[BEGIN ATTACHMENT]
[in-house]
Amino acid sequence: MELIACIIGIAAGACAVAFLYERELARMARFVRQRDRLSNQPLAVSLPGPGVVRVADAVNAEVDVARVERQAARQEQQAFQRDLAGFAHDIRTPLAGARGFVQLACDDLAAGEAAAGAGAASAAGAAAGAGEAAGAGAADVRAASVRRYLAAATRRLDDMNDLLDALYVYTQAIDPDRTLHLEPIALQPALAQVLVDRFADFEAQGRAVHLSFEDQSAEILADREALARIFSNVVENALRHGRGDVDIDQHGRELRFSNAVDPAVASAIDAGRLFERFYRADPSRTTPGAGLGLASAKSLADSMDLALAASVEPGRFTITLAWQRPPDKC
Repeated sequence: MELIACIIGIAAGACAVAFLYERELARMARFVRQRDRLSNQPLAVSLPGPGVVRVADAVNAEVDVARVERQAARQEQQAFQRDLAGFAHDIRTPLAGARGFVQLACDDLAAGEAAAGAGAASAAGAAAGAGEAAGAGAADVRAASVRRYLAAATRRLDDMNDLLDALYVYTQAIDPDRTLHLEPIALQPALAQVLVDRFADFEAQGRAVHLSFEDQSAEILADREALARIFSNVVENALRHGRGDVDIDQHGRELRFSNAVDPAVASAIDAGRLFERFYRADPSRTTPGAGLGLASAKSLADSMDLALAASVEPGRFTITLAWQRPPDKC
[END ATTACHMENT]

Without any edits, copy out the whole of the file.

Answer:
[in-house]
Amino acid sequence: MELIACIIGIAAGACAVAFLYERELARMARFVRQRDRLSNQPLAVSLPGPGVVRVADAVNAEVDVARVERQAARQEQQAFQRDLAGFAHDIRTPLAGARGFVQLACDDLAAGEAAAGAGAASAAGAAAGAGEAAGAGAADVRAASVRRYLAAATRRLDDMNDLLDALYVYTQAIDPDRTLHLEPIALQPALAQVLVDRFADFEAQGRAVHLSFEDQSAEILADREALARIFSNVVENALRHGRGDVDIDQHGRELRFSNAVDPAVASAIDAGRLFERFYRADPSRTTPGAGLGLASAKSLADSMDLALAASVEPGRFTITLAWQRPPDKC
Repeated sequence: MELIACIIGIAAGACAVAFLYERELARMARFVRQRDRLSNQPLAVSLPGPGVVRVADAVNAEVDVARVERQAARQEQQAFQRDLAGFAHDIRTPLAGARGFVQLACDDLAAGEAAAGAGAASAAGAAAGAGEAAGAGAADVRAASVRRYLAAATRRLDDMNDLLDALYVYTQAIDPDRTLHLEPIALQPALAQVLVDRFADFEAQGRAVHLSFEDQSAEILADREALARIFSNVVENALRHGRGDVDIDQHGRELRFSNAVDPAVASAIDAGRLFERFYRADPSRTTPGAGLGLASAKSLADSMDLALAASVEPGRFTITLAWQRPPDKC